Take the 2-minute tour ×
Stack Overflow is a question and answer site for professional and enthusiast programmers. It's 100% free, no registration required.

When I want to know the size of an array I do the following :

int array[30];
for(int i = 0; i < 30; i++) 
     array[i] = i+1; //Fill list
const int size = sizeof(array) / sizeof(array[0]);

But when I pass the array as argument in a function I will have a pointer in the function.

int size( int array[] )
{
    return sizeof(array) / sizeof(array[0]); //Doesn't work anymore
}

This obviously doesn't work. But how do I get the size of that array in a function without taking another parameter for the size?

share|improve this question
1  
Use a std::array. –  chris Oct 23 '13 at 15:40
1  
@chris this is also tagged for c and c doesn't offer std::array :p –  Davlog Oct 23 '13 at 15:40
1  
You can't using pure C. The int array[] in the method decays to a pointer - so there's no way to do it like that. –  Baldrick Oct 23 '13 at 15:41
2  
Using c-type arrays, you can't. You simply don't have the ability to know the length of an array after it's been passed, because 1) how easy it is to go beyond the bounds and 2) only the pointer to the first element is passed. The only exception is null-terminated strings. –  ciphermagi Oct 23 '13 at 15:41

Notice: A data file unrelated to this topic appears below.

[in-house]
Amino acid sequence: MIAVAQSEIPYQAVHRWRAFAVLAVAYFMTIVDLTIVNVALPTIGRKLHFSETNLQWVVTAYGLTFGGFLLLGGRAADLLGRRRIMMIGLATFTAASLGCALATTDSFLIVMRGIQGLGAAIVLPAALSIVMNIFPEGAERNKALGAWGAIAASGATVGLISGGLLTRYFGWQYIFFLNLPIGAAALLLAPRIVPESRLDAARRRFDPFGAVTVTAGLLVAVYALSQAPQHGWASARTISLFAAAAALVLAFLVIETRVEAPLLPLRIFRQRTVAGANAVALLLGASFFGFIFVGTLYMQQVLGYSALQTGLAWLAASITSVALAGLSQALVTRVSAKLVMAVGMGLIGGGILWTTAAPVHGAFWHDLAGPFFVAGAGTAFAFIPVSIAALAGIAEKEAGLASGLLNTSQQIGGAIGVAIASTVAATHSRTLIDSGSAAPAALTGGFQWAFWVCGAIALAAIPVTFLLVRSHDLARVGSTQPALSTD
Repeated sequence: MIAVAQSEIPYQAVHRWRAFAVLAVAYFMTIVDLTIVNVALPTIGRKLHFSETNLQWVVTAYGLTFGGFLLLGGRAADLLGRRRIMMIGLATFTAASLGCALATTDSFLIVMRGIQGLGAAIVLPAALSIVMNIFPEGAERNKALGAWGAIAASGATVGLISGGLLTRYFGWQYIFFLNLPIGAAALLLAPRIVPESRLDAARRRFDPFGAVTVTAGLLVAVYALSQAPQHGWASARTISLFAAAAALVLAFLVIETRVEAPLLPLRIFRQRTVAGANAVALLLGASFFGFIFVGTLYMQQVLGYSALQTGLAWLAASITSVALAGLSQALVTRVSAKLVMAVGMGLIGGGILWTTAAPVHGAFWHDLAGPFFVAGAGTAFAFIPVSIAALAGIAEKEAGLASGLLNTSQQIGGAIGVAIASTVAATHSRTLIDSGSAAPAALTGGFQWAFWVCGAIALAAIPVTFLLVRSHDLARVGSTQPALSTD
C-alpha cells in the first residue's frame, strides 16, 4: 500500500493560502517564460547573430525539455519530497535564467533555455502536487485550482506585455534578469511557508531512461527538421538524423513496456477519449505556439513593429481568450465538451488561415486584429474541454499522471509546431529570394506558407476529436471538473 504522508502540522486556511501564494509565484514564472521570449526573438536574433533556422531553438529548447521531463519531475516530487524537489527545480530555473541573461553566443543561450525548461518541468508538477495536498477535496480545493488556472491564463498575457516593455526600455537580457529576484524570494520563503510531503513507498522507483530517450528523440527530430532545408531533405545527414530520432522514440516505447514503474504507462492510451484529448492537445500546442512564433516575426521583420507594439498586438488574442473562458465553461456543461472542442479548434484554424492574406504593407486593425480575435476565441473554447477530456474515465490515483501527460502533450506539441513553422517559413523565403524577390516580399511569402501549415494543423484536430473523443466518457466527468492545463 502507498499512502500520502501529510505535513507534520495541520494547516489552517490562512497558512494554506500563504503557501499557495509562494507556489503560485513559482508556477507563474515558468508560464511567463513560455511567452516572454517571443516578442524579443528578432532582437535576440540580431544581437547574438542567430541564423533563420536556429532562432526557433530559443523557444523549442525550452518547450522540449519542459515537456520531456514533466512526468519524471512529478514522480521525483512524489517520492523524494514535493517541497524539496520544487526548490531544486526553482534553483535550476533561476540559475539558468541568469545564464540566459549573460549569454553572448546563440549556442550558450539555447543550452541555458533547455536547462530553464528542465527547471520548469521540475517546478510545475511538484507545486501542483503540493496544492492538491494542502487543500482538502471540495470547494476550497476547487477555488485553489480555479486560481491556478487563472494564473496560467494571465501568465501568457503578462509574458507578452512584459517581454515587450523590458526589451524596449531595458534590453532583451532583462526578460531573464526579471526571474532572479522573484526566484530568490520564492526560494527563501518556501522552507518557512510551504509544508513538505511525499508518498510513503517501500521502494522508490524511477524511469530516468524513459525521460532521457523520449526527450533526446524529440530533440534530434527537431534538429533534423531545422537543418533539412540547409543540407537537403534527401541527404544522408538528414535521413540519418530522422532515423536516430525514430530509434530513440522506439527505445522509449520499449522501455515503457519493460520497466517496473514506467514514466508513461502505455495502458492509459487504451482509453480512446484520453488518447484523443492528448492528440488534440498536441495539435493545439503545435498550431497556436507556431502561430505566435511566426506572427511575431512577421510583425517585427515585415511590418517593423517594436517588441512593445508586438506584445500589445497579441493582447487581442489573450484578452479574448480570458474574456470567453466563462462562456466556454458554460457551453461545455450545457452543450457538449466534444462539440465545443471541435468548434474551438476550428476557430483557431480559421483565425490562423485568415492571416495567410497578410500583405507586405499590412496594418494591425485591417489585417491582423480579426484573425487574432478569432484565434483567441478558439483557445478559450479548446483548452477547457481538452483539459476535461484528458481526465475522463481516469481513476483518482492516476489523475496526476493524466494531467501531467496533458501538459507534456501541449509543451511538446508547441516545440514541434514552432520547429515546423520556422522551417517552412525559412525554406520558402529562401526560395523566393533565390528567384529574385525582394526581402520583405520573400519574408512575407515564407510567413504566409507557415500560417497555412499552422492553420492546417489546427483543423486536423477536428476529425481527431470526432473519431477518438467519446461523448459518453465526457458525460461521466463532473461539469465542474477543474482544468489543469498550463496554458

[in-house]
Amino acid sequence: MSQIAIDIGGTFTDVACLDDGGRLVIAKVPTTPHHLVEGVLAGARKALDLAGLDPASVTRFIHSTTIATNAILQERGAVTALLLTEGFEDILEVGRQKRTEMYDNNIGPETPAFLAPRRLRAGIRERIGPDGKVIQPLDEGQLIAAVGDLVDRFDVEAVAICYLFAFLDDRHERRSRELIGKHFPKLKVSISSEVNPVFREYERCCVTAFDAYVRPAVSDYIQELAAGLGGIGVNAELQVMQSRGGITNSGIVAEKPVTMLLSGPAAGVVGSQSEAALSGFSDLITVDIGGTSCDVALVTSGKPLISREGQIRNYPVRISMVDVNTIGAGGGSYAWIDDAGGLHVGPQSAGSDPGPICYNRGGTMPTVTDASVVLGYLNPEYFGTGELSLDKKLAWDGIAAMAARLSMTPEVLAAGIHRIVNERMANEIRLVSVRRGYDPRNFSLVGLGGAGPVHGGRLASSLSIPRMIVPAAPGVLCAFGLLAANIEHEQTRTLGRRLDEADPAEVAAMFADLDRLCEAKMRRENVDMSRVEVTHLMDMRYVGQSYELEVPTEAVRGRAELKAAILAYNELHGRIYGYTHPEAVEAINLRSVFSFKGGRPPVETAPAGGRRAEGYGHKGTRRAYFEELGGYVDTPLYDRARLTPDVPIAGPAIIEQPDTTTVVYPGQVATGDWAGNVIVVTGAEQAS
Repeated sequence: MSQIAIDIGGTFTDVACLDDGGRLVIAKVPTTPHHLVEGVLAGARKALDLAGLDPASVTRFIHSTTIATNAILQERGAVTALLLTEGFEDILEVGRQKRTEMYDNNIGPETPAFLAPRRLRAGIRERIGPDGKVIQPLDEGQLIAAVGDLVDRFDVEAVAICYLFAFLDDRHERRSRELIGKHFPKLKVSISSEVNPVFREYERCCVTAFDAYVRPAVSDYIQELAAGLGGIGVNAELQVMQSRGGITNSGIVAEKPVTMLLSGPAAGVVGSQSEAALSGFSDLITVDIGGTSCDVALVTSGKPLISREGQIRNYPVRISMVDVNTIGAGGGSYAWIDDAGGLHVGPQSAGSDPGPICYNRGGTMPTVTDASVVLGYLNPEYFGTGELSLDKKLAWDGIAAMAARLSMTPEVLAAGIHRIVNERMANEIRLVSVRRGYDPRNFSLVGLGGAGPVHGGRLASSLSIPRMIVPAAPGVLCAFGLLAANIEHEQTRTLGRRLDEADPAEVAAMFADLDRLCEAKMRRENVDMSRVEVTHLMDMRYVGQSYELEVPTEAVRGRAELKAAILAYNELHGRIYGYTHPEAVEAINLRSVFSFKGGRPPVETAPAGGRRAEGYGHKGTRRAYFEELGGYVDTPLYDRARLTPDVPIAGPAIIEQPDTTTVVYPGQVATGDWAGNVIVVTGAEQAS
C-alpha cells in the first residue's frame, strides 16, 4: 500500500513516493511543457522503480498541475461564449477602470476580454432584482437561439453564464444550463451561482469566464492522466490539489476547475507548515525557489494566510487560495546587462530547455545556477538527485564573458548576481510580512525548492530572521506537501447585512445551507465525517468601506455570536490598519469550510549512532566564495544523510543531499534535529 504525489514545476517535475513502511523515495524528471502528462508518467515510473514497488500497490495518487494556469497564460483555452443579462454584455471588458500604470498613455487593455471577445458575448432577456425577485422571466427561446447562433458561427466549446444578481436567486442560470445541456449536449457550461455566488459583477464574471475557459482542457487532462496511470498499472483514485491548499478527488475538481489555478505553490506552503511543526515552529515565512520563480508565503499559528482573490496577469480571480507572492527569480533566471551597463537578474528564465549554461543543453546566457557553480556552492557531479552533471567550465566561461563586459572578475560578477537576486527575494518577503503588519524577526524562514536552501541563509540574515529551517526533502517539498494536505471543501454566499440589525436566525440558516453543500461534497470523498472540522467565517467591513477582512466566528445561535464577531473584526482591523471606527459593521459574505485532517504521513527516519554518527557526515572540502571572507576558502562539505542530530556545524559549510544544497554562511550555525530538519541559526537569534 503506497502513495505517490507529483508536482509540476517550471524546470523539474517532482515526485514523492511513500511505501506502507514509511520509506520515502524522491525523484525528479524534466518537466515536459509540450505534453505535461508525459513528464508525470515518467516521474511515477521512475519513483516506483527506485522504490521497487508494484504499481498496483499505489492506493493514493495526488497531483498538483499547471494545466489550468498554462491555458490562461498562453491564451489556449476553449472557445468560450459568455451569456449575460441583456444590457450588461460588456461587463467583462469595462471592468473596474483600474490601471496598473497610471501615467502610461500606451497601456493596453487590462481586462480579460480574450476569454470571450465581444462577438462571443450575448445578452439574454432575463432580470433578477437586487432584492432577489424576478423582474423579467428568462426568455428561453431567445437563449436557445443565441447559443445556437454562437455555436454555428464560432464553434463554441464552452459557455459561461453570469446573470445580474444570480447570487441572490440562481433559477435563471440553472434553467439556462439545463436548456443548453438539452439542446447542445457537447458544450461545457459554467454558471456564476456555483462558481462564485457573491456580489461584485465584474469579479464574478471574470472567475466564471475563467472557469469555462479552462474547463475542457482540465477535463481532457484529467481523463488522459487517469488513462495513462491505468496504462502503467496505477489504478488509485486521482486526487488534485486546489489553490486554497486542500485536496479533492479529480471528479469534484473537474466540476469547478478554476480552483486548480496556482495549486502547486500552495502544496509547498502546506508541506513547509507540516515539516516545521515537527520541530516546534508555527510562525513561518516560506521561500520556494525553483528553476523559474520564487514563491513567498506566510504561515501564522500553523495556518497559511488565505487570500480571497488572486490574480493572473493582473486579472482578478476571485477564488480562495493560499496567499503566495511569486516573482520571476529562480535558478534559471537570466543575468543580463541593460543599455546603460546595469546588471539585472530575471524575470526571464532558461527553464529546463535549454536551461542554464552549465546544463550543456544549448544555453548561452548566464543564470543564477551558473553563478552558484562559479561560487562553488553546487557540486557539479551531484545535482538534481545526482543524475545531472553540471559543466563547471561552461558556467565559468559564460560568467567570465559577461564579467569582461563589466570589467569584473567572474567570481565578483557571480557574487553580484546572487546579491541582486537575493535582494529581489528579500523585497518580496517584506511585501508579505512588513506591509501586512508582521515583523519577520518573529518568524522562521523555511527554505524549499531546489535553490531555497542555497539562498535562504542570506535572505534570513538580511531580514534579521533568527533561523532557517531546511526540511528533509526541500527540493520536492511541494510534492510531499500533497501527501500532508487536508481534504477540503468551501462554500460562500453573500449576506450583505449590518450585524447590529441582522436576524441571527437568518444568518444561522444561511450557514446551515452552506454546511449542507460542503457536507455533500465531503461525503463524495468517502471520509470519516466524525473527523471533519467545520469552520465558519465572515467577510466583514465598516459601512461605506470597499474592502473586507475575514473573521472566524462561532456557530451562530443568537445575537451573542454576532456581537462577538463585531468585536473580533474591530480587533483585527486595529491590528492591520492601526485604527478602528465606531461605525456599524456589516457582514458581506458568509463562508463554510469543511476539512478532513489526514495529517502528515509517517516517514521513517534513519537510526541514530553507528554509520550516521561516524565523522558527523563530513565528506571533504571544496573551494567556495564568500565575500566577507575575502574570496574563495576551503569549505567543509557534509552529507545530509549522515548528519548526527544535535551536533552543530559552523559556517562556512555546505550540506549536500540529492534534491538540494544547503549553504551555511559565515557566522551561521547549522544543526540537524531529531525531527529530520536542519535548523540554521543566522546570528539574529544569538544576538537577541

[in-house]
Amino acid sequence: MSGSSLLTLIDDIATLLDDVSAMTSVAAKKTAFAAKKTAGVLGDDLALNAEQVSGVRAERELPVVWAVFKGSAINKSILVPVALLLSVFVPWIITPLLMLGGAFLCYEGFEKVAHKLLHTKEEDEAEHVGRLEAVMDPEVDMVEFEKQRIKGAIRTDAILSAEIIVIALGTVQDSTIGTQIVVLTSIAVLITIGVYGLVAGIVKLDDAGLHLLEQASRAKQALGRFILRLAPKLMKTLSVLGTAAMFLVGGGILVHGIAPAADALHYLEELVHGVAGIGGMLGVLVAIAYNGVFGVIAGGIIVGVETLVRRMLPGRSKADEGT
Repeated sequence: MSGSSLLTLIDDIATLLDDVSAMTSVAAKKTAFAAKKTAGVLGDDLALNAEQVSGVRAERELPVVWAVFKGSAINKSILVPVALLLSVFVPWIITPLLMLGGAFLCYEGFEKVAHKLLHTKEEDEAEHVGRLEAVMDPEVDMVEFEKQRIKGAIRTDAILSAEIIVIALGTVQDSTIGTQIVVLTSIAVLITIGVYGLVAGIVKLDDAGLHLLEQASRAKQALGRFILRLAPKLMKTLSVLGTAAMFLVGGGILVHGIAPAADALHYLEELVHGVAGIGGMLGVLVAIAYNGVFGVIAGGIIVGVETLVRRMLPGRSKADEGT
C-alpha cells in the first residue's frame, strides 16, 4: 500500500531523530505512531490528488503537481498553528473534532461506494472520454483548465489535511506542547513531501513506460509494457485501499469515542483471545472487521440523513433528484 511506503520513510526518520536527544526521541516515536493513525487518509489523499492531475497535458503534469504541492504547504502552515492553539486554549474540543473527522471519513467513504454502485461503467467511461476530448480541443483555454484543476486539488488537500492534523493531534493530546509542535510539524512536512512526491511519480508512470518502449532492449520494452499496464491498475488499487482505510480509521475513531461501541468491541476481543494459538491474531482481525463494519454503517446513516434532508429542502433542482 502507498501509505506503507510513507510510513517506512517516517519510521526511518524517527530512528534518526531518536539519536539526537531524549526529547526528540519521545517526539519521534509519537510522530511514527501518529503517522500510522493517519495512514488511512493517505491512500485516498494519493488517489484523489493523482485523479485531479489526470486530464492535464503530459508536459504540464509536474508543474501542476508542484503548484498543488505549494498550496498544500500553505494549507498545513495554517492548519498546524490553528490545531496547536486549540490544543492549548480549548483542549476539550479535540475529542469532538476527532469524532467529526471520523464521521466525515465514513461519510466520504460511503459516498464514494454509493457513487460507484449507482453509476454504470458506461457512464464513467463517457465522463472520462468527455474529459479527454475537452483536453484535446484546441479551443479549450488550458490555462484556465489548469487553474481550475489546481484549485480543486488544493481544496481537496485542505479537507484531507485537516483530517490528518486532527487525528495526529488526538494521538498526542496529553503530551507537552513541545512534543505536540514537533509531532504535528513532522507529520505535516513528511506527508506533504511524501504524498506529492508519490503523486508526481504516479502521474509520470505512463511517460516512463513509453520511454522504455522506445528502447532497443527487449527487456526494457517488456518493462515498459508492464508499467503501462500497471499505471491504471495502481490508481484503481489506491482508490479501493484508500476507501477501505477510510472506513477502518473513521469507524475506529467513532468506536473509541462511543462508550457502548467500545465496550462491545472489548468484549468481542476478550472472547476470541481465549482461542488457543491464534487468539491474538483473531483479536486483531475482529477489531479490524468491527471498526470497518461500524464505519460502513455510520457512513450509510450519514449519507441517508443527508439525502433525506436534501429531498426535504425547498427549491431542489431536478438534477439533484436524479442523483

6  
You do it differently in C and in C++. Pick your language. –  n.m. Oct 23 '13 at 15:43
show 4 more comments

5 Answers 5

up vote 5 down vote accepted

how do I get the size of that array in a function without taking another parameter for the size?

You don't. The size of the array has to be somewhere visible to the compiler. Otherwise all you'll be able to pass is a pointer to the first element in the array.

However, you can use a template for the size, and make this a little more magical and seamless:

template <size_t N>  int size (const int (&ary)[N])
{
    assert (N == (sizeof(ary) / sizeof (ary[0])));
    return N;
}

And further templatizing the type of elements, so this works with arrays of anything:

template <typename T, size_t N>  int size (const T (&ary)[N])
{
    assert (N == (sizeof(ary) / sizeof (ary[0])));
    return N;
}
share|improve this answer
add comment

This is the way to get the size of the array using function templates:

template <typename T, size_t N>
constexpr size_t size(const T (&)[N] ) // omit constexpr if no C++11 support
{
  return N
}

then

for(int i = 0; i < size(array); i++) { .... } 

but you could simplify things by using an std::array (or std::tr1::array or boost::array if you don't have C++11) and using it's size() method.

share|improve this answer
add comment

In C, arrays in function parameters behave very strangely. Frankly, I think the language was very badly designed here.

void foo(int data[10]) {
    int *p;
    int a[10];
}

sizeof(p) will probably be 4 (or maybe 8). And sizeof(a) will be 40 (or 80).

So what do you think sizeof(data) will be? If you guessed 40 (or 80), you're wrong. Instead, its size is the same as sizeof(p).